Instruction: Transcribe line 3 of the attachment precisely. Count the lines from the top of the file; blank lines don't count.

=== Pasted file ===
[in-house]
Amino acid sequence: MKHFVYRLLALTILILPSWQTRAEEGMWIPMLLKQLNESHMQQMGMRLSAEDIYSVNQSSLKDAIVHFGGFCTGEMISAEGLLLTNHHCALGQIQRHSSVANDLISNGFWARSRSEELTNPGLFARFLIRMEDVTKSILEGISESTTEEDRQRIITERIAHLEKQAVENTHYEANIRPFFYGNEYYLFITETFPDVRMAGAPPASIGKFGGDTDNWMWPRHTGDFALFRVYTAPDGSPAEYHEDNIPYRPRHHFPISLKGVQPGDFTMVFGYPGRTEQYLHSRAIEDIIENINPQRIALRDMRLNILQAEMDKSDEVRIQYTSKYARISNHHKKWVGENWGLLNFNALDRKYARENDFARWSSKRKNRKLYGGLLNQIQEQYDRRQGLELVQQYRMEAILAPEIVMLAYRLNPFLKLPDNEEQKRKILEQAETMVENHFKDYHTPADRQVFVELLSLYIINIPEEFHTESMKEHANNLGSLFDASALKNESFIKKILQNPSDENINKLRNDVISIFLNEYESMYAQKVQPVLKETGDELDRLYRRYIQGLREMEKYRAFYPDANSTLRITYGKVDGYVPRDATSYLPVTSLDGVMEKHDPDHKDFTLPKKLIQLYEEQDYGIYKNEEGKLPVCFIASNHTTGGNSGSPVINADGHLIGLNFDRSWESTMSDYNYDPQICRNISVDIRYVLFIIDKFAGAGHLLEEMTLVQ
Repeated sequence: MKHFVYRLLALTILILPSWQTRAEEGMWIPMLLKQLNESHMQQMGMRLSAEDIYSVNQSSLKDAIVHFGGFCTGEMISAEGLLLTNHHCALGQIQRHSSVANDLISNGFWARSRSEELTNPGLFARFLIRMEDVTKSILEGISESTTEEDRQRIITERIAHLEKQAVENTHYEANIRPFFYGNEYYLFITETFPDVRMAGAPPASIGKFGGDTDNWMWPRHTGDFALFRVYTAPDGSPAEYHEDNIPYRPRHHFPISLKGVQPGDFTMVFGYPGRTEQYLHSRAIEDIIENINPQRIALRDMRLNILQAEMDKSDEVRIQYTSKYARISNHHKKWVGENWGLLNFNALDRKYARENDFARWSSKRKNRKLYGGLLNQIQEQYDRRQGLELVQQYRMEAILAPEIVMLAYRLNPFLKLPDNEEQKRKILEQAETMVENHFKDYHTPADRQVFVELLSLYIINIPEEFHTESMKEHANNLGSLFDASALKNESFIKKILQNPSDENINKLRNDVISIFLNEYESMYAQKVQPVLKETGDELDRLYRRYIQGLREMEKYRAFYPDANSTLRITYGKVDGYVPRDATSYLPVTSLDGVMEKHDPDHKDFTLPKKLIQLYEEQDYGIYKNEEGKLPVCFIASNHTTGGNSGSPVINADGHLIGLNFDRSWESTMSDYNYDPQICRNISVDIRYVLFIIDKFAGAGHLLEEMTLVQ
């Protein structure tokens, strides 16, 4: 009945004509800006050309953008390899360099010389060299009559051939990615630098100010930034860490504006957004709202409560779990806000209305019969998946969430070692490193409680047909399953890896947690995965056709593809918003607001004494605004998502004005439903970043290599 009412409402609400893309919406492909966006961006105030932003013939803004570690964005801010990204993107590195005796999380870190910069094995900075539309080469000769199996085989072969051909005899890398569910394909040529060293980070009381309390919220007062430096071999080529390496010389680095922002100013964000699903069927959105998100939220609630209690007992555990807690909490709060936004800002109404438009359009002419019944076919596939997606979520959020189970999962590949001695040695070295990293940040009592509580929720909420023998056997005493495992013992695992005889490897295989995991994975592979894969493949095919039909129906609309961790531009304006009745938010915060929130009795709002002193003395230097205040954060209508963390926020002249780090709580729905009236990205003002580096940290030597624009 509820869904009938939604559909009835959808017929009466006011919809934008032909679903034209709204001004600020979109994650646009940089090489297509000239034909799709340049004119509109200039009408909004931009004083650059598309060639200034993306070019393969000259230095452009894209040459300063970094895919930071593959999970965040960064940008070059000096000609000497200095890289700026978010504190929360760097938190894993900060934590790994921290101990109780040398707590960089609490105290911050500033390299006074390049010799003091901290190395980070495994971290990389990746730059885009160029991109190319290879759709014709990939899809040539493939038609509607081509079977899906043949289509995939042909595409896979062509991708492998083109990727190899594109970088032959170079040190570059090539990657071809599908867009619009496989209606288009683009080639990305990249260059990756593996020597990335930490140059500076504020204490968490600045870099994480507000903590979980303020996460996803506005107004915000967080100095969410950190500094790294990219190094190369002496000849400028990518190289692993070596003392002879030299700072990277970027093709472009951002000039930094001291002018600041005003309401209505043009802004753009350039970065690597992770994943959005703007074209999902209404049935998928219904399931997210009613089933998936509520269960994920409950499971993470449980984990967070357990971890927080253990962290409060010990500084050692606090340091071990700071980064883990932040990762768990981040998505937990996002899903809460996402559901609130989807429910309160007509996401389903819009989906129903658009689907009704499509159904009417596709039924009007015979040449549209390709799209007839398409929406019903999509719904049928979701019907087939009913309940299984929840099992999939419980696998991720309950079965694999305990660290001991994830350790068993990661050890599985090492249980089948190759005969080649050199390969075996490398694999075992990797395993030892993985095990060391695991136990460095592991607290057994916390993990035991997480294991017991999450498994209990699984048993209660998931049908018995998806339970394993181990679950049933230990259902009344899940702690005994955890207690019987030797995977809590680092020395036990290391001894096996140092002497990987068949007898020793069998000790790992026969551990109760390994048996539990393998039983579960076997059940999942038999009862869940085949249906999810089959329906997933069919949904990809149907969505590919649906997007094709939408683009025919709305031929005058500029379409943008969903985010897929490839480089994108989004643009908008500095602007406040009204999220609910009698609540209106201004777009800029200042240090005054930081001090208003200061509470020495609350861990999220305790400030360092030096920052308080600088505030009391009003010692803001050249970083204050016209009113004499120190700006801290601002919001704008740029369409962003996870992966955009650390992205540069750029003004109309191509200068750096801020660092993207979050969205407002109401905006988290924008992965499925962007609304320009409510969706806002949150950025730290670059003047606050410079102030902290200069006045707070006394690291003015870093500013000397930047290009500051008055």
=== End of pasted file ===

Repeated sequence: MKHFVYRLLALTILILPSWQTRAEEGMWIPMLLKQLNESHMQQMGMRLSAEDIYSVNQSSLKDAIVHFGGFCTGEMISAEGLLLTNHHCALGQIQRHSSVANDLISNGFWARSRSEELTNPGLFARFLIRMEDVTKSILEGISESTTEEDRQRIITERIAHLEKQAVENTHYEANIRPFFYGNEYYLFITETFPDVRMAGAPPASIGKFGGDTDNWMWPRHTGDFALFRVYTAPDGSPAEYHEDNIPYRPRHHFPISLKGVQPGDFTMVFGYPGRTEQYLHSRAIEDIIENINPQRIALRDMRLNILQAEMDKSDEVRIQYTSKYARISNHHKKWVGENWGLLNFNALDRKYARENDFARWSSKRKNRKLYGGLLNQIQEQYDRRQGLELVQQYRMEAILAPEIVMLAYRLNPFLKLPDNEEQKRKILEQAETMVENHFKDYHTPADRQVFVELLSLYIINIPEEFHTESMKEHANNLGSLFDASALKNESFIKKILQNPSDENINKLRNDVISIFLNEYESMYAQKVQPVLKETGDELDRLYRRYIQGLREMEKYRAFYPDANSTLRITYGKVDGYVPRDATSYLPVTSLDGVMEKHDPDHKDFTLPKKLIQLYEEQDYGIYKNEEGKLPVCFIASNHTTGGNSGSPVINADGHLIGLNFDRSWESTMSDYNYDPQICRNISVDIRYVLFIIDKFAGAGHLLEEMTLVQ